We now have the technology to alter genes in embryos. We can implant the altered embryos into women’s uteruses, and the women will give birth to genetically-engineered babies. In fact, it’s already been done, in a rogue experiment in China.
Scientist He Jiankui announced in 2018 that he had used CRISPR gene editing to change embryonic DNA in the lab, using in-vitro-fertilized embryos, and he implanted the altered embryos into the womb of a study participant. She gave birth to two genetically altered twin girls. A year later, another study participant gave birth to a third girl whose DNA had also been altered in the lab.
In December 2019, He Jiankui was convicted in China of violating medical regulations and sentenced to three years in prison. He was released sometime before April 4, 2022.
Why is embryo editing controversial?
Embryo editing is done right after fertilization, when the embryo is still a single cell. As the cell continues to divide and redivide, the altered DNA is carried into every cell of the developing body. The sperm or egg cells will also have the altered DNA and will carry the genetic changes down to future generations.
One problem is that CRISPR gene editing is not perfect. The process involves an enzyme, Cas-9, that cuts apart the DNA at what is supposed to be a precisely chosen location on the genome. However, it doesn’t always work the way it should, and the enzyme sometimes makes the cut in the wrong place. And sometimes the cell’s natural repair mechanisms damage the DNA adjacent to the cut.
A CRISPR error will cause unintended and unpredictable changes to the genome. If the error occurs while scientists are altering the DNA in an embryo, there may be serious consequences that could be inherited in future generations. For this reason, many scientists believe that creating a gene-altered baby should be off-limits until we are able to perform gene editing more reliably.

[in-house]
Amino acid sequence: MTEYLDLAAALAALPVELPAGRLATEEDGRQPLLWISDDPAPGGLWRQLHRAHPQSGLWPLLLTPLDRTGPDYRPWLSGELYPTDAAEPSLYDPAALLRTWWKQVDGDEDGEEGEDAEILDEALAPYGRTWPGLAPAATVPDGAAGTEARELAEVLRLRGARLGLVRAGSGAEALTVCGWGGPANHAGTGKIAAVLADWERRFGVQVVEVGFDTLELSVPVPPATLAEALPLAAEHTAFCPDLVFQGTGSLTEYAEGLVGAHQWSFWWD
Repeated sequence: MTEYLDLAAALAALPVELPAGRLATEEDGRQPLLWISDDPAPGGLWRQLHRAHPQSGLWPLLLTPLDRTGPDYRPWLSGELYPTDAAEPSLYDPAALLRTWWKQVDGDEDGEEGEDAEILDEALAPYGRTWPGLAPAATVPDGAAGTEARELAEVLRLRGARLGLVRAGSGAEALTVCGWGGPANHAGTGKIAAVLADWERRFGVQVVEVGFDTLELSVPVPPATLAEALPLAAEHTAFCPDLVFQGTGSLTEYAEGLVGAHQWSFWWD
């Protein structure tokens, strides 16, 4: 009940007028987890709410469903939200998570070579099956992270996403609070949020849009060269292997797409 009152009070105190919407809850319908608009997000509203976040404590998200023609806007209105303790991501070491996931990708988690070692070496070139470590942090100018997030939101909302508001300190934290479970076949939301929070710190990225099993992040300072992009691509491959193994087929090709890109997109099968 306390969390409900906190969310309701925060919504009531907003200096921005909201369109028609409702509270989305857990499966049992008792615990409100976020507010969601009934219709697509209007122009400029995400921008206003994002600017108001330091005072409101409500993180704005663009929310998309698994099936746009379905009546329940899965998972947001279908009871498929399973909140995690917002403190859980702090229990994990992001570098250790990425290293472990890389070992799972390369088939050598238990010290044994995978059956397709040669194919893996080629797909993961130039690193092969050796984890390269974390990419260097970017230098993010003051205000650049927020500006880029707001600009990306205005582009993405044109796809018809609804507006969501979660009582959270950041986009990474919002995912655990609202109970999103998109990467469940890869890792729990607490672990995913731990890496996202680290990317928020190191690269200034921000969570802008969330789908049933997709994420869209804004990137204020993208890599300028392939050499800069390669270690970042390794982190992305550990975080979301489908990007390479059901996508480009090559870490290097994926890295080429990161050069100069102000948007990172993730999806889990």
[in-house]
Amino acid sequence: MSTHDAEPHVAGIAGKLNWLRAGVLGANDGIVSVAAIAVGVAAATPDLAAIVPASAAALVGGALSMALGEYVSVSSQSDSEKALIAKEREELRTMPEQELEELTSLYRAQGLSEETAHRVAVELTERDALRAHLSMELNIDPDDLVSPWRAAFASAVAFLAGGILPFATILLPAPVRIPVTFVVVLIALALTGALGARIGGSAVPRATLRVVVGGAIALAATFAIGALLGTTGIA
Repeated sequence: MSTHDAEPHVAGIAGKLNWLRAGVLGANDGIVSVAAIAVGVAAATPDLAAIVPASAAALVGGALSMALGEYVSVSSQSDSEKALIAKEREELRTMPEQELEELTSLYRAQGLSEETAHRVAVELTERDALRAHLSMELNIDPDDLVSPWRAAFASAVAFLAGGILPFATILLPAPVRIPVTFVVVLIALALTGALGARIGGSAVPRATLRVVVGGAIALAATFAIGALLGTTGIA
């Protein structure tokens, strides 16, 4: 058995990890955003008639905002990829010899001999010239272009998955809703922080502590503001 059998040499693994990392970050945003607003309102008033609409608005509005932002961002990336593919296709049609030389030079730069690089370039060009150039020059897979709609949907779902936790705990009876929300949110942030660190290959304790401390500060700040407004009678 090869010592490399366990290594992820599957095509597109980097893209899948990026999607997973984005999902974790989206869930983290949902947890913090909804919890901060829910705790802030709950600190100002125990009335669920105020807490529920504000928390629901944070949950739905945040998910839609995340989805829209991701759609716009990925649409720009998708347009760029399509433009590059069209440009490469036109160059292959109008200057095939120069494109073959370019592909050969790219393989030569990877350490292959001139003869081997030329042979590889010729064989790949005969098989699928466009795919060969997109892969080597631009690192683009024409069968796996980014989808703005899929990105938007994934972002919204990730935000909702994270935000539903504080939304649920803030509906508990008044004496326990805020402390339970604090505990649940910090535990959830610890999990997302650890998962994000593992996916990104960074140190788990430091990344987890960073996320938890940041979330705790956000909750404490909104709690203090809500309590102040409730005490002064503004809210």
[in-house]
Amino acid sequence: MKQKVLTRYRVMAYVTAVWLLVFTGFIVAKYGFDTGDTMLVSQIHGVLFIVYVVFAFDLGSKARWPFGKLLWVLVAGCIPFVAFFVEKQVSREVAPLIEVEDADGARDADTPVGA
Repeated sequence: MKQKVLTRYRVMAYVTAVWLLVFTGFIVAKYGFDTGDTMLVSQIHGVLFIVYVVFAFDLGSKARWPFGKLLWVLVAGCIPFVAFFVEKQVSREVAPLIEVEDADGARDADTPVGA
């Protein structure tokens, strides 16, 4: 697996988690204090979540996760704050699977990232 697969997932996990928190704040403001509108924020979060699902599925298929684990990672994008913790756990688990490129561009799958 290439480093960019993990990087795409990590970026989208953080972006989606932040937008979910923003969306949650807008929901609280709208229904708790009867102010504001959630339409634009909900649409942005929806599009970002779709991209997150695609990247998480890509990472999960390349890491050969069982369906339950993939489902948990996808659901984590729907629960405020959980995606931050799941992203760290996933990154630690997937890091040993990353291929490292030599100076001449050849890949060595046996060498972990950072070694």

Another ethical dilemma is whether gene editing should ever be allowed for making “designer babies.” Should parents be able to boost their offspring’s IQ or choose their eye color? Even He Jiankui believes this should not be done.
He Jiankui, however, defends his experiment. He says he was not trying to create designer babies. Instead, his modification involved changing a gene to make the babies, whose fathers were all HIV-positive, resistant to HIV.
What are the ethical implications of CRISPR embryo editing?
CRISPR embryo editing gives scientists unprecedented power over human evolution. While there is strong support in the scientific community for using gene editing after birth to fix mutations that cause disease, there is widespread condemnation for making genetic alterations, as He Jiankui has done, that will cause heritable changes.
We don’t know the effect that heritable alterations could have on our species in either the short or the long term, especially when the CRISPR gene editing process is as error-prone as it is now.
The prospect of creating “designer babies” raises many ethical questions. Who gets to choose the traits of their offspring? Could this technology ultimately be used by a ruling power to create a “Brave New World” scenario where humanity is remolded to fit the needs of those who are in control?
For now, ethicists are urging that we go slow and have more discussions. Society as a whole needs to work out how it feels about embryonic gene editing before we try to put it into practice.
What does the future of this practice look like?
For now, it looks like the creation of gene-alerted babies has stopped. He Jiankui’s arrest and imprisonment put a damper on other Chinese efforts to do similar work. The practice remains illegal in the United States and much of Europe.
But the cat is out of the bag. Work continues on embryonic gene alterations in the lab. Although these embryos are not being implanted now, it’s probably only a matter of time before another scientist performs another rogue experiment, and more gene-altered babies will be born.
Over the longer term, perhaps the development of more reliable genetic editing techniques will make the creation of gene-altered babies safer and more predictable – although the potential for abuse may never go away.